Friday, September 26, 2003

Human Resources?
Today's print edition of Financial Times carries an article that....well, let it speak for itself:

There are probably 100 studies out there showing that you get a 30 to 40 per cent productivity and profit advantage by treating people in the right way," says Jeffrey Pfeffer, professor of organisational behaviour at Stanford business school..."as other sources of competitive success have become less important, what remains as a crucial differentiating factor is the organisation, its employees, and how they work...." On this view the obssession of managers with mergers and acquisitions, downsizing and strategy prevents them from seeing the more sustainable gains from managing human capital."

So how come managers still act like jerks?

Is this the fault of business schools for mis-educating modern managers? Says Prof. Pfeffer: "Before I would blame business schools I would blame business journalists. They contributed mightily to the cult of celebrity CEOs and the idea that you can achieve success through these quick fixes."

With all due respect to Prof. Pfeffer, before I blamed either one, I would blame the pervasive managerial fallacy that places the worker on the debit side of the ledger. And you can pinpoint exactly when it happens in any workplace: when the personnel department becomes "Human Resources".

"Human Resources" places the worker in the same context as raw materials or office supplies. It allows management to indulge in "organizational transformation," through "redesigning of the human resources system," by "implementing organization development interventions" to "strengthen organizational relationships" with the goal of "improving effectiveness and productivity".(*)

I dare you to find the human being in that maze.

For some, this is all to the good: In this more volatile world, out go...paternalism and the expectation of long-term employment; in comes a more-free-wheeling world in which notions of loyalty are replaced by constant competition for talent... Prof. Lawler's brand of people management has a hard-edge. He describes a future in which employees will need to shoulder responsibility for managing their own careers and keeping their skills current.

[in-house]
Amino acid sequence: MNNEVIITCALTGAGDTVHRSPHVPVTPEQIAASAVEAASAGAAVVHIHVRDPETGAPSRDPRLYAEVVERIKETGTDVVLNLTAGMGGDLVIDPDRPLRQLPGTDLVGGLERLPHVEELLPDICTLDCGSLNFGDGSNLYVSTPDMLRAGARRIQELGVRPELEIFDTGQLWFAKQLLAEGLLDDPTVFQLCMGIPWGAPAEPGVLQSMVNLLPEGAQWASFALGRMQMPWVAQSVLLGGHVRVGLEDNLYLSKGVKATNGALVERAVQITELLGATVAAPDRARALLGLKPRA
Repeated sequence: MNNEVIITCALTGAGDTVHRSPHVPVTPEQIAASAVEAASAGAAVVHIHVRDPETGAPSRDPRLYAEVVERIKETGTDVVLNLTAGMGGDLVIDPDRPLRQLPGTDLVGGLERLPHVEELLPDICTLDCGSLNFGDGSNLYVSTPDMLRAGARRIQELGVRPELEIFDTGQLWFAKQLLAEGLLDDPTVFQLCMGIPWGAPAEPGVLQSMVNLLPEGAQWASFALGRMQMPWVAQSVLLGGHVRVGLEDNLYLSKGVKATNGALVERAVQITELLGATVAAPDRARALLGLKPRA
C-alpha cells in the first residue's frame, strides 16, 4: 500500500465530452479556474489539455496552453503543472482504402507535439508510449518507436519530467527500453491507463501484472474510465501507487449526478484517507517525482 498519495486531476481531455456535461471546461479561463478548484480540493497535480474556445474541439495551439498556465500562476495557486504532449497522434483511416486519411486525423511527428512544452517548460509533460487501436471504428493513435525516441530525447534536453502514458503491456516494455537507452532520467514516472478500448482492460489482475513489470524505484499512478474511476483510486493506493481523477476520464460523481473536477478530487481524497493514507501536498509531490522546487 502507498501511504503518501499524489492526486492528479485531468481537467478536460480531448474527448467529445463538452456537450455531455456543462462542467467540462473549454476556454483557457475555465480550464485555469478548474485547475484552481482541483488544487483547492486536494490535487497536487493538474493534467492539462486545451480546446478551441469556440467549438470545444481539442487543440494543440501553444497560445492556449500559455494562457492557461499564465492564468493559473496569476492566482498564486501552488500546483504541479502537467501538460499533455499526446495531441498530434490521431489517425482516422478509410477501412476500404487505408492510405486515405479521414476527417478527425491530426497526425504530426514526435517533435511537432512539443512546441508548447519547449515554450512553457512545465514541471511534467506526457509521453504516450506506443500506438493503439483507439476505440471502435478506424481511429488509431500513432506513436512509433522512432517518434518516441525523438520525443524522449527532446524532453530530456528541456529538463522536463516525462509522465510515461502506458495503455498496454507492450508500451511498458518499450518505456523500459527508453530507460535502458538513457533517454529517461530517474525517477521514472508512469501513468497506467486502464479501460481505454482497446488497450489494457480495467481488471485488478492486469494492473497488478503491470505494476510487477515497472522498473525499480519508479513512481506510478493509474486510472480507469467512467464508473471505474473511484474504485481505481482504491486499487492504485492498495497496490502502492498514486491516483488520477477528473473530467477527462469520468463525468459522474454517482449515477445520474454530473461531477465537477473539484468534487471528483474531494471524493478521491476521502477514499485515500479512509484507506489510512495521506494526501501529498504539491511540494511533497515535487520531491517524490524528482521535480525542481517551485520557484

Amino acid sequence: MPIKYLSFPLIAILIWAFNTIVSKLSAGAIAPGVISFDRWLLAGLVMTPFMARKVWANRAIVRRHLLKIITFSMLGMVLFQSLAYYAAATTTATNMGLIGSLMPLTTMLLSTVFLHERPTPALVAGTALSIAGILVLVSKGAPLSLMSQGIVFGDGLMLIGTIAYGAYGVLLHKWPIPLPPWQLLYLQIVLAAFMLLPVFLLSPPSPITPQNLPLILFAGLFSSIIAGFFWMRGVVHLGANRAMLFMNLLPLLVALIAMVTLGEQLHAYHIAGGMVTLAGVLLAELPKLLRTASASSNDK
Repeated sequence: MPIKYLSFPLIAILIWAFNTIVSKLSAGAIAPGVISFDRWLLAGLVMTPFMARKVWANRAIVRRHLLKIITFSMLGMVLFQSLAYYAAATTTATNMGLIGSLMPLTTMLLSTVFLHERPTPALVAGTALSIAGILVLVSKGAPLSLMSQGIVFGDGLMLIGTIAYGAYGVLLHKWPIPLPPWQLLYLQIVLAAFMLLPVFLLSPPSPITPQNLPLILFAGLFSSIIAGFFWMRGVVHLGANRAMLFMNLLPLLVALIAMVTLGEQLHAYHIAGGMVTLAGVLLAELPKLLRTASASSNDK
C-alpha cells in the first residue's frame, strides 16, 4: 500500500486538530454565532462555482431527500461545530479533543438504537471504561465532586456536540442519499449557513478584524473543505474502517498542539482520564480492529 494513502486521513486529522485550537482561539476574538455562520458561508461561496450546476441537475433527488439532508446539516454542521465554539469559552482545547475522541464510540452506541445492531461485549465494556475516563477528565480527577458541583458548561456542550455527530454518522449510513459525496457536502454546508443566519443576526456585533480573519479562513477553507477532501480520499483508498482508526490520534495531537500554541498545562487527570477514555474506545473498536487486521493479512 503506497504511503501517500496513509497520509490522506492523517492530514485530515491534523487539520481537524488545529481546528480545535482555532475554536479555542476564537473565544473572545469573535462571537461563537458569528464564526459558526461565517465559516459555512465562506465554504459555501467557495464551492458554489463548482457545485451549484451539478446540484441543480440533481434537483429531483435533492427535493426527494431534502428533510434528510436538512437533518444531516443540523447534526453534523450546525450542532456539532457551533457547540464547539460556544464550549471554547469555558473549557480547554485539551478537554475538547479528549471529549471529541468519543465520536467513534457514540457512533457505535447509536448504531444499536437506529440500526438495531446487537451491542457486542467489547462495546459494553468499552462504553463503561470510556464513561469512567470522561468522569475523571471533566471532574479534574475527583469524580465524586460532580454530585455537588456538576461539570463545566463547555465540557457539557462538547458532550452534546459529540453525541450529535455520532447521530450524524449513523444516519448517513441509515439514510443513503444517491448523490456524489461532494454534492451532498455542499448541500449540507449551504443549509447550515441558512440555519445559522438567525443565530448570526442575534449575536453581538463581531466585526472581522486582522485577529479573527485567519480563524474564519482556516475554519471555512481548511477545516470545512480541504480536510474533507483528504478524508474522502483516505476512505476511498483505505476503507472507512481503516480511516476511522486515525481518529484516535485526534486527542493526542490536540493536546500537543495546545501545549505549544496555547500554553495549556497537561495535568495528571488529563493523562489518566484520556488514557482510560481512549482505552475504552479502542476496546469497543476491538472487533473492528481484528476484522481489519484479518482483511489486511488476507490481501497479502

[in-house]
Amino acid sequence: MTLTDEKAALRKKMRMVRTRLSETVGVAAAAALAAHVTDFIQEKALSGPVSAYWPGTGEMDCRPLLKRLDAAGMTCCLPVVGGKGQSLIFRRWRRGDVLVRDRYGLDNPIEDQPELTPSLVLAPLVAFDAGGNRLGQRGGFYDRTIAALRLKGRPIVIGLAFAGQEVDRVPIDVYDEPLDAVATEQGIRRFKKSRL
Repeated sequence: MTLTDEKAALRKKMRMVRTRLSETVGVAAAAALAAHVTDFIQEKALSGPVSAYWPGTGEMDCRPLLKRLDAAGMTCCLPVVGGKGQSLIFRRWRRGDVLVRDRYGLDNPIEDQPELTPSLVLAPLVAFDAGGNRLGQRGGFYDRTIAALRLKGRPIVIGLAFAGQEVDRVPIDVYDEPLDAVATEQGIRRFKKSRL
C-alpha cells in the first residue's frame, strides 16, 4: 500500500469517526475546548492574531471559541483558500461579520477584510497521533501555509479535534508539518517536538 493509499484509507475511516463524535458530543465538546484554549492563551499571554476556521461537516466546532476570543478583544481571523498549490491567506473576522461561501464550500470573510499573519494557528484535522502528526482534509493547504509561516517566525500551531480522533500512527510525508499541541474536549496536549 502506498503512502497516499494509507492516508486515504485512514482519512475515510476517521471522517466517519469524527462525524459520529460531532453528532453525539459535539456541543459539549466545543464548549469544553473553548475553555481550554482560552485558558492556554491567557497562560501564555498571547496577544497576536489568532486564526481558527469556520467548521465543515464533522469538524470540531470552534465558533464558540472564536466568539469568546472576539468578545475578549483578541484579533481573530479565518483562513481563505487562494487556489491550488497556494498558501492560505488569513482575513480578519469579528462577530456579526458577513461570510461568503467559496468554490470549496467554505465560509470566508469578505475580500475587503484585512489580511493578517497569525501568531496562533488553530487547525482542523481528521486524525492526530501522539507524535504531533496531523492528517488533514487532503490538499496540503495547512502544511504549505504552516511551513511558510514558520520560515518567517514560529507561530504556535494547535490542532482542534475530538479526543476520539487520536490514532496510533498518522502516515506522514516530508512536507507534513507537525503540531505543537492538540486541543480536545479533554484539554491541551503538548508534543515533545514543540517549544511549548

"The old-style 'loyalty contract' is in many ways counter-productive. It tends to attract people who want secure, predictable employment rather than those who want to be part of a rapidly changing, entrepreneurial organisation," he says.

Somehow, I misdoubt me that Ford wants say, welders, turning into entrepreneurs on the line. Or, in my own business, would I want a clerk to suddenly get creative with the Library of Congress classification system. Yet a good welder and a good clerk are essential to our product. And in both cases, the more experienced they are, and the more they understand the product, the better it will be for our organizations. But most HR gurus would encourage management to treat these folks as expendable.

If my clerk quits tomorrow I am going to have to (1)do her job while interviewing prospects; (2)interview prospects; (3)hire someone; (4)train them; (5)supervise them closely to make sure the training took; (6)retrain if necessary; (7)fire that person if they didn't work out; (8)start all over again. In the meantime, my own stuff is going to hell in a handbasket, everything is slowing down to a crawl, and people are screaming. And to just put the cork in the bottle, if I luck out and get a good prospect right off the bat, if that person is one of those "entrepreneurial types," she will immediately start pursuing higher paid/better employment with all the knowledge I put in her head. Wouldn't it just be easier to just KEEP THE FIRST CLERK HAPPY IN THE FIRST PLACE?

When the heck did we lose our common sense?

(*)This means "we are going to downsize the staff by 20%, shove the work onto those who are left while cutting their benefits--and don't even think about a raise!. Human Resources idiots will hold a series of mandatory brown-bag lunch meetings (out of the goodness of our hearts we will provide sodas) to tell you how wonderful this will be to our bottom line. At the end of the quarter we will show a .5% rise in our stock and management will be voted million dollar raises by their buddies on the Board of Trustees, and next year we start all over again.

The 2003 Television Season: Not as Bad as Threat Matrix
I'm here to damn with faint praise the new Jag spinoff, Navy NCIS.

It's just as bad on plot, but it's got some humor, which papers over a lot of the cracks, Mark Harmon, who is still first-class eye-candy, and David McCallum, who has aged into a sparkly teddy bear. And they can actually sometimes act.

Not bad.

Thursday, September 25, 2003

Bopping Around the Blogosphere...
Here's Kevin on education.

And Jeanne on the new voting machines.

And DeLong on why John Snow is not such a good thing for the United States economy.

And a sublime picture from Peggy, who should really consider doing a book of photographs...

And Emma Goldman on the non-existent documents about the non-existent weapons of mass destruction.

And P.G. Gandy over at Open Source Politics, on why the stupid partial birth abortion ban stinks.

And Julia and Teresa on pretty much everything because they're so much fun!

It's Soooo Nice not Having to Stand in Line!
I've disliked Arnold "the Terminator" for years. So these days, when the smarmy, arrogant, shallow git gets clobbered, I just sit there with a satisfied grin.

Before the conservatives start barking, let me assure you, I find Jane Fonda equally annoying. It has nothing to do with their politics.

Arnold always looks as if he's having a good laugh at someone's expense; Jane always sounds as if she were dispensing wisdom from On High.

Neither one makes for someone I want to see on my tv set, intoning "my fellow citizens..."